This is not a tutorial of any kind.
I don’t really describe what Docker, Laravel, or ReactJS are, nor do I explain all the configuration files below.
There are many people who write much better than me and have already explained all of this. Your favorite search engine will direct you to them.
I just want to share with you what I’ve learned while trying to put this project into production and the difficulties I’ve encountered along the way.
So, that said, we can start.
I have been working on a long-term project to share all the music I listen to and organize it on my own server.
Initially, I used Twitter extensively, and later switched to Mastodon. While these platforms are quite usable for day-to-day sharing, retrieving all my listening data for a month or even a year becomes more complicated. It’s possible, but not an easy task. That’s why I decided to develop this application.
Currently, the application looks like this (if you’re into the same music as me, you can search for the two albums in the screenshot - they’re great!):
It’s been a while since I wanted to give ReactJS a try, so choosing the frontend technology wasn’t too hard.
On the other hand, I hesitated a little with the backend. Initially, I wanted to use PHP, so I started with the Symfony framework, which I was already familiar with. However, I also wanted to step out of my comfort zone. So, in the middle of the project, I made the decision to switch the framework and started using Laravel.
I didn’t regret it at all; I found Laravel to be a lot more intuitive for API development. However, this is a personal preference, as I know some people might argue that Symfony is better. It’s worth noting that Laravel is heavily based on Symfony, so they do have some similarities.
As for the database, I didn’t need a really large database for now, so I went with my usual choice: SQLite. I don’t have too many arguments here, I just love this database since I first used it a long time ago.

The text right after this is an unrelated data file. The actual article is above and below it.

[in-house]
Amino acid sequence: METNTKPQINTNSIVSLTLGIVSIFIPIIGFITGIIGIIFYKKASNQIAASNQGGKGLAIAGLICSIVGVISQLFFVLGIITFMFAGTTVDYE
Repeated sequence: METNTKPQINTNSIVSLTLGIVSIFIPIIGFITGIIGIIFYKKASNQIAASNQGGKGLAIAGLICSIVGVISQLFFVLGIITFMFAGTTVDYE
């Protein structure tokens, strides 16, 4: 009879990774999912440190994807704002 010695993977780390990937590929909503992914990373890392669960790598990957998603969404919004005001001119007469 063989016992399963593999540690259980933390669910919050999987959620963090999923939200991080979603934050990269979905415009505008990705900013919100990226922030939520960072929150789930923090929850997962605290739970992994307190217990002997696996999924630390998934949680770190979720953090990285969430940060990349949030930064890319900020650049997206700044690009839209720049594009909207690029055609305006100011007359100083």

I didn’t know Docker well, but just like ReactJS, I wanted to give it a try. So, here we are, learning Docker and Dockerfile syntax and starting to test it out.
At first, I created a rather messy Docker repository with a lot of
git clone commands directly in
Dockerfile. In my head, it wasn’t the best approach, but hey! Learning, right?
My initial Dockerfiles look like this:
# Use the official Node.js base image
# Use the official PHP base image
I told you, it was messy.
My main issue was the fact that I had two repositories, one for the frontend and one for the backend. I guess that having only one repository would probably make the Docker configuration a lot easier (though I wasn’t entirely sure, just assuming).
Since I didn’t want to merge the two repositories, my initial thought was to create a third repository containing all the Docker configuration and pull all the code I need with git directly in the Dockerfile. However, I wasn’t sure if it’s considered a good practice with Docker. Therefore, I decided to search another way to accomplish my goal.
Then, when I was seeking a more elegant solution to my issue, I discovered git submodules.
git submodule add <repo_url> <target_dir>